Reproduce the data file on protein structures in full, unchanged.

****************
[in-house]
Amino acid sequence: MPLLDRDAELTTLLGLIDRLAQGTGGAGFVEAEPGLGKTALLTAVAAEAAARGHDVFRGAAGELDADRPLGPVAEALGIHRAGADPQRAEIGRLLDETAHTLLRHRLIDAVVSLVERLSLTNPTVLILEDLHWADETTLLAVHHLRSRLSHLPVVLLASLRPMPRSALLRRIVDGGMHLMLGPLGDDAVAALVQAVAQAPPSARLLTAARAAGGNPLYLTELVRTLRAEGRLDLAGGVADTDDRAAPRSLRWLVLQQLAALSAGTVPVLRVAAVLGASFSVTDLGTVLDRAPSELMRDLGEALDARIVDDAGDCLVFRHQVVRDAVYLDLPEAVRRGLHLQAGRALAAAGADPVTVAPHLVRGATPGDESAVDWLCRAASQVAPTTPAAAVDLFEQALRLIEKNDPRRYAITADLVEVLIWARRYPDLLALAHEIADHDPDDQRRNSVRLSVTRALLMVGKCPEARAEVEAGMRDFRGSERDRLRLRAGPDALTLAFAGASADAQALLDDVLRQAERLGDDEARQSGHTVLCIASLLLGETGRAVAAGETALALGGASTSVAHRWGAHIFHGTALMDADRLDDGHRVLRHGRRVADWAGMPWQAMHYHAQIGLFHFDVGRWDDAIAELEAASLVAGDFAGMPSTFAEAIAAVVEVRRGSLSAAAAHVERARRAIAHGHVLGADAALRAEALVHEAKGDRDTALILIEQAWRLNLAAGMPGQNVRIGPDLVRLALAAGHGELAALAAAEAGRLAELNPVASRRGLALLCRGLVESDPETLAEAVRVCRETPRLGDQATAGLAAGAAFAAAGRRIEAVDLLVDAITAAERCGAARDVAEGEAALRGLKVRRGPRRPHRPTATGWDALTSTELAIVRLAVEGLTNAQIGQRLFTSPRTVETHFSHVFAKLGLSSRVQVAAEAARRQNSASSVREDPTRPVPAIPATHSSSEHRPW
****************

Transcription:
[in-house]
Amino acid sequence: MPLLDRDAELTTLLGLIDRLAQGTGGAGFVEAEPGLGKTALLTAVAAEAAARGHDVFRGAAGELDADRPLGPVAEALGIHRAGADPQRAEIGRLLDETAHTLLRHRLIDAVVSLVERLSLTNPTVLILEDLHWADETTLLAVHHLRSRLSHLPVVLLASLRPMPRSALLRRIVDGGMHLMLGPLGDDAVAALVQAVAQAPPSARLLTAARAAGGNPLYLTELVRTLRAEGRLDLAGGVADTDDRAAPRSLRWLVLQQLAALSAGTVPVLRVAAVLGASFSVTDLGTVLDRAPSELMRDLGEALDARIVDDAGDCLVFRHQVVRDAVYLDLPEAVRRGLHLQAGRALAAAGADPVTVAPHLVRGATPGDESAVDWLCRAASQVAPTTPAAAVDLFEQALRLIEKNDPRRYAITADLVEVLIWARRYPDLLALAHEIADHDPDDQRRNSVRLSVTRALLMVGKCPEARAEVEAGMRDFRGSERDRLRLRAGPDALTLAFAGASADAQALLDDVLRQAERLGDDEARQSGHTVLCIASLLLGETGRAVAAGETALALGGASTSVAHRWGAHIFHGTALMDADRLDDGHRVLRHGRRVADWAGMPWQAMHYHAQIGLFHFDVGRWDDAIAELEAASLVAGDFAGMPSTFAEAIAAVVEVRRGSLSAAAAHVERARRAIAHGHVLGADAALRAEALVHEAKGDRDTALILIEQAWRLNLAAGMPGQNVRIGPDLVRLALAAGHGELAALAAAEAGRLAELNPVASRRGLALLCRGLVESDPETLAEAVRVCRETPRLGDQATAGLAAGAAFAAAGRRIEAVDLLVDAITAAERCGAARDVAEGEAALRGLKVRRGPRRPHRPTATGWDALTSTELAIVRLAVEGLTNAQIGQRLFTSPRTVETHFSHVFAKLGLSSRVQVAAEAARRQNSASSVREDPTRPVPAIPATHSSSEHRPW